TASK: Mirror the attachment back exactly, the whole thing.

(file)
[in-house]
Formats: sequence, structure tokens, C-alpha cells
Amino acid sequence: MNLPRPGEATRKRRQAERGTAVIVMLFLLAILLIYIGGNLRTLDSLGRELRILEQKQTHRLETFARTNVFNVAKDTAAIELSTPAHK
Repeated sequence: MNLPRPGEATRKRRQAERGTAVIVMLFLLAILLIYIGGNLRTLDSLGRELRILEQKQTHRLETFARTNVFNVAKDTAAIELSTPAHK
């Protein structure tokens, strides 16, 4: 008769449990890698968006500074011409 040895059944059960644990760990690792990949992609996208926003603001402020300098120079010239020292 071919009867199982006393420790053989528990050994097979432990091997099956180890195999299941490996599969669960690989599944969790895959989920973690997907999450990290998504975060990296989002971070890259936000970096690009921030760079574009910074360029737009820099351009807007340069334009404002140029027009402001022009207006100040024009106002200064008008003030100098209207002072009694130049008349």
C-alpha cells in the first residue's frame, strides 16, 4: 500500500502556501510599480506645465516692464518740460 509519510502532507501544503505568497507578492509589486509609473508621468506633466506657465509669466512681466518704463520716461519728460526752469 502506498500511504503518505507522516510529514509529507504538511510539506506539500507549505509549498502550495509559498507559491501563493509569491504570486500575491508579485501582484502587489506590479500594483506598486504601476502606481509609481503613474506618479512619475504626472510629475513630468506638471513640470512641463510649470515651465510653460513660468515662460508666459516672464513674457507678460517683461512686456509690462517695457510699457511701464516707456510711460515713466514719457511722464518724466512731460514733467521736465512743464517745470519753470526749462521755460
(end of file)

[in-house]
Formats: sequence, structure tokens, C-alpha cells
Amino acid sequence: MNLPRPGEATRKRRQAERGTAVIVMLFLLAILLIYIGGNLRTLDSLGRELRILEQKQTHRLETFARTNVFNVAKDTAAIELSTPAHK
Repeated sequence: MNLPRPGEATRKRRQAERGTAVIVMLFLLAILLIYIGGNLRTLDSLGRELRILEQKQTHRLETFARTNVFNVAKDTAAIELSTPAHK
């Protein structure tokens, strides 16, 4: 008769449990890698968006500074011409 040895059944059960644990760990690792990949992609996208926003603001402020300098120079010239020292 071919009867199982006393420790053989528990050994097979432990091997099956180890195999299941490996599969669960690989599944969790895959989920973690997907999450990290998504975060990296989002971070890259936000970096690009921030760079574009910074360029737009820099351009807007340069334009404002140029027009402001022009207006100040024009106002200064008008003030100098209207002072009694130049008349």
C-alpha cells in the first residue's frame, strides 16, 4: 500500500502556501510599480506645465516692464518740460 509519510502532507501544503505568497507578492509589486509609473508621468506633466506657465509669466512681466518704463520716461519728460526752469 502506498500511504503518505507522516510529514509529507504538511510539506506539500507549505509549498502550495509559498507559491501563493509569491504570486500575491508579485501582484502587489506590479500594483506598486504601476502606481509609481503613474506618479512619475504626472510629475513630468506638471513640470512641463510649470515651465510653460513660468515662460508666459516672464513674457507678460517683461512686456509690462517695457510699457511701464516707456510711460515713466514719457511722464518724466512731460514733467521736465512743464517745470519753470526749462521755460